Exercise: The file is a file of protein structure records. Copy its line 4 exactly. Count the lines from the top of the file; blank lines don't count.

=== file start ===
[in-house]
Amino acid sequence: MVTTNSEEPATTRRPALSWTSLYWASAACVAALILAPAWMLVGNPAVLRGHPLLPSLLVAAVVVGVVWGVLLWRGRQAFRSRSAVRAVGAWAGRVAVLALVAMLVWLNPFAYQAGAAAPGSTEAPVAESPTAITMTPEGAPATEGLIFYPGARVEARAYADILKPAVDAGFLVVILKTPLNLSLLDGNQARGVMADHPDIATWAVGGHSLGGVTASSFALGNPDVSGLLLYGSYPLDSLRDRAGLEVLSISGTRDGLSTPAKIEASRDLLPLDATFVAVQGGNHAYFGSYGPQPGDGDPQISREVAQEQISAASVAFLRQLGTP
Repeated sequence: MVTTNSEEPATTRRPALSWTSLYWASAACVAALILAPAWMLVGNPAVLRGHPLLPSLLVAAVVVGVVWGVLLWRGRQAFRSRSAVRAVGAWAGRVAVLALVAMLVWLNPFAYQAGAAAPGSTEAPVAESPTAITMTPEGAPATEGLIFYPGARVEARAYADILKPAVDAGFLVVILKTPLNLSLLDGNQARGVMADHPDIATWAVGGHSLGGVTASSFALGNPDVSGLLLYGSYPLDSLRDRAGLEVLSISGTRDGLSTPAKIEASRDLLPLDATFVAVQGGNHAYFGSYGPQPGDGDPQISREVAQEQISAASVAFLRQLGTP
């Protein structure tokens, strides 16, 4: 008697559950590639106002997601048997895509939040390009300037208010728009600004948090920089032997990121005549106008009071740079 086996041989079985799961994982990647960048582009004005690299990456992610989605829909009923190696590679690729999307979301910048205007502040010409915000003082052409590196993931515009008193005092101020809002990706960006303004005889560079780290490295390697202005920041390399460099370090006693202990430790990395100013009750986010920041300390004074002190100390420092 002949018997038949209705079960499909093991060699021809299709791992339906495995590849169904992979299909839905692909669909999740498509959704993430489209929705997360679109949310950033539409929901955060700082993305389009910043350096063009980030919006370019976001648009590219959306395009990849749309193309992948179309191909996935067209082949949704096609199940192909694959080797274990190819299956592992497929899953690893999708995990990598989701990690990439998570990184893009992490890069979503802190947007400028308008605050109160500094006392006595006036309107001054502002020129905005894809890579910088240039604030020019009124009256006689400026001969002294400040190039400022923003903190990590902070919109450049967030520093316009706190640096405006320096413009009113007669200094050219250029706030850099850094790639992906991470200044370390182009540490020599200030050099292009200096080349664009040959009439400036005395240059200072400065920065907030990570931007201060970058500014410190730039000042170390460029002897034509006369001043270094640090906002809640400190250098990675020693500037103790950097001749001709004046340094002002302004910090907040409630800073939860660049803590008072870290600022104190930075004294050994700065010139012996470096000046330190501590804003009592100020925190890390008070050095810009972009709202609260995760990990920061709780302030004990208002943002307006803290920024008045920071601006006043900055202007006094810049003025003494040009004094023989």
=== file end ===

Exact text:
């Protein structure tokens, strides 16, 4: 008697559950590639106002997601048997895509939040390009300037208010728009600004948090920089032997990121005549106008009071740079 086996041989079985799961994982990647960048582009004005690299990456992610989605829909009923190696590679690729999307979301910048205007502040010409915000003082052409590196993931515009008193005092101020809002990706960006303004005889560079780290490295390697202005920041390399460099370090006693202990430790990395100013009750986010920041300390004074002190100390420092 002949018997038949209705079960499909093991060699021809299709791992339906495995590849169904992979299909839905692909669909999740498509959704993430489209929705997360679109949310950033539409929901955060700082993305389009910043350096063009980030919006370019976001648009590219959306395009990849749309193309992948179309191909996935067209082949949704096609199940192909694959080797274990190819299956592992497929899953690893999708995990990598989701990690990439998570990184893009992490890069979503802190947007400028308008605050109160500094006392006595006036309107001054502002020129905005894809890579910088240039604030020019009124009256006689400026001969002294400040190039400022923003903190990590902070919109450049967030520093316009706190640096405006320096413009009113007669200094050219250029706030850099850094790639992906991470200044370390182009540490020599200030050099292009200096080349664009040959009439400036005395240059200072400065920065907030990570931007201060970058500014410190730039000042170390460029002897034509006369001043270094640090906002809640400190250098990675020693500037103790950097001749001709004046340094002002302004910090907040409630800073939860660049803590008072870290600022104190930075004294050994700065010139012996470096000046330190501590804003009592100020925190890390008070050095810009972009709202609260995760990990920061709780302030004990208002943002307006803290920024008045920071601006006043900055202007006094810049003025003494040009004094023989």